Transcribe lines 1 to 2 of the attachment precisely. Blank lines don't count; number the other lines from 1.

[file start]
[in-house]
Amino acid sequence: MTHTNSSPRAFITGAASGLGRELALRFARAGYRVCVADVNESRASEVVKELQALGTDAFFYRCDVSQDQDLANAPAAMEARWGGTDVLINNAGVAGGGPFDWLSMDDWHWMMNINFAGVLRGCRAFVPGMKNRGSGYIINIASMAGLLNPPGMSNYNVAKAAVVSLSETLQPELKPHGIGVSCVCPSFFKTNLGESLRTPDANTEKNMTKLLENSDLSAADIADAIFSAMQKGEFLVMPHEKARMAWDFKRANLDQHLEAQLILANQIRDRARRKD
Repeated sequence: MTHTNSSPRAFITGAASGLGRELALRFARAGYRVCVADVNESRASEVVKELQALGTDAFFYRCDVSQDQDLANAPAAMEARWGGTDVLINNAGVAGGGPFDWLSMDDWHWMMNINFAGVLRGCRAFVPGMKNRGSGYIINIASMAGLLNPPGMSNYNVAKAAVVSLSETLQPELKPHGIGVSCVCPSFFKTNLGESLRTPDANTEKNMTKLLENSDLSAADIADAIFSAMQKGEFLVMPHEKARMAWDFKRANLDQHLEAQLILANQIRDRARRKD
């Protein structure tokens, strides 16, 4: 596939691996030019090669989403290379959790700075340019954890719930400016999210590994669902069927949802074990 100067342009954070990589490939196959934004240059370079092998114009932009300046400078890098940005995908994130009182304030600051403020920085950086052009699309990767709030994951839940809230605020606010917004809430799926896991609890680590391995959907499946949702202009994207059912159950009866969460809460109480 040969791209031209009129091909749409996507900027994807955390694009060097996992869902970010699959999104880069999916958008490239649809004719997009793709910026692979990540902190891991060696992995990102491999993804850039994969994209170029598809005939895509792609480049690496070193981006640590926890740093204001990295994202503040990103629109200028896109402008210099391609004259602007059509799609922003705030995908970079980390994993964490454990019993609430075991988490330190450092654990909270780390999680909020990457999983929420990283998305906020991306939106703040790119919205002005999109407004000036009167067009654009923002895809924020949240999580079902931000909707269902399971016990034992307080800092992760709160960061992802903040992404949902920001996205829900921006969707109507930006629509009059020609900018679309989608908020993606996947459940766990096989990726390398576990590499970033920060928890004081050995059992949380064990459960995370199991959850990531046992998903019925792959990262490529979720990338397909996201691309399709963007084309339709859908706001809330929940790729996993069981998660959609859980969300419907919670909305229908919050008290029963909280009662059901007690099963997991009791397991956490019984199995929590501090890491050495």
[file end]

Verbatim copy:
[in-house]
Amino acid sequence: MTHTNSSPRAFITGAASGLGRELALRFARAGYRVCVADVNESRASEVVKELQALGTDAFFYRCDVSQDQDLANAPAAMEARWGGTDVLINNAGVAGGGPFDWLSMDDWHWMMNINFAGVLRGCRAFVPGMKNRGSGYIINIASMAGLLNPPGMSNYNVAKAAVVSLSETLQPELKPHGIGVSCVCPSFFKTNLGESLRTPDANTEKNMTKLLENSDLSAADIADAIFSAMQKGEFLVMPHEKARMAWDFKRANLDQHLEAQLILANQIRDRARRKD